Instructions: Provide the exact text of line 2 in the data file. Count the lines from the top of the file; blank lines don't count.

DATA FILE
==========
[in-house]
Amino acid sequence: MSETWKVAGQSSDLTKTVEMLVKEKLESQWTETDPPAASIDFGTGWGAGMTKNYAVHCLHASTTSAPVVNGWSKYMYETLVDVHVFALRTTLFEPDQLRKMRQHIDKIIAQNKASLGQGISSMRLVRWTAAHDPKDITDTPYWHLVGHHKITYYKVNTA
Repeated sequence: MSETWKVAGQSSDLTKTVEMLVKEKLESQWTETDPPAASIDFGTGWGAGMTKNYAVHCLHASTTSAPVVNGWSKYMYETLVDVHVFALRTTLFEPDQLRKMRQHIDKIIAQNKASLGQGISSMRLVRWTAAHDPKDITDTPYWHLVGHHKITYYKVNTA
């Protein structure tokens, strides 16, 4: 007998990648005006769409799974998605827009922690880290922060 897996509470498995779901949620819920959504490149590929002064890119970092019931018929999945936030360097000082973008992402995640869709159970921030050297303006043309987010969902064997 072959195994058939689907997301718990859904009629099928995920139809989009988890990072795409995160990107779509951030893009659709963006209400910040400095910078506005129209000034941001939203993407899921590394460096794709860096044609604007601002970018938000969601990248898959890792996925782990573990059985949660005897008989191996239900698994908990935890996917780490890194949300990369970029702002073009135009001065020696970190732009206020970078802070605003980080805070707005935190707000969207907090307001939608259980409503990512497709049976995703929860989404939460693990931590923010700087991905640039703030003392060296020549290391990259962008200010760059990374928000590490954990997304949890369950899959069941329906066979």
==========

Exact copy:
Amino acid sequence: MSETWKVAGQSSDLTKTVEMLVKEKLESQWTETDPPAASIDFGTGWGAGMTKNYAVHCLHASTTSAPVVNGWSKYMYETLVDVHVFALRTTLFEPDQLRKMRQHIDKIIAQNKASLGQGISSMRLVRWTAAHDPKDITDTPYWHLVGHHKITYYKVNTA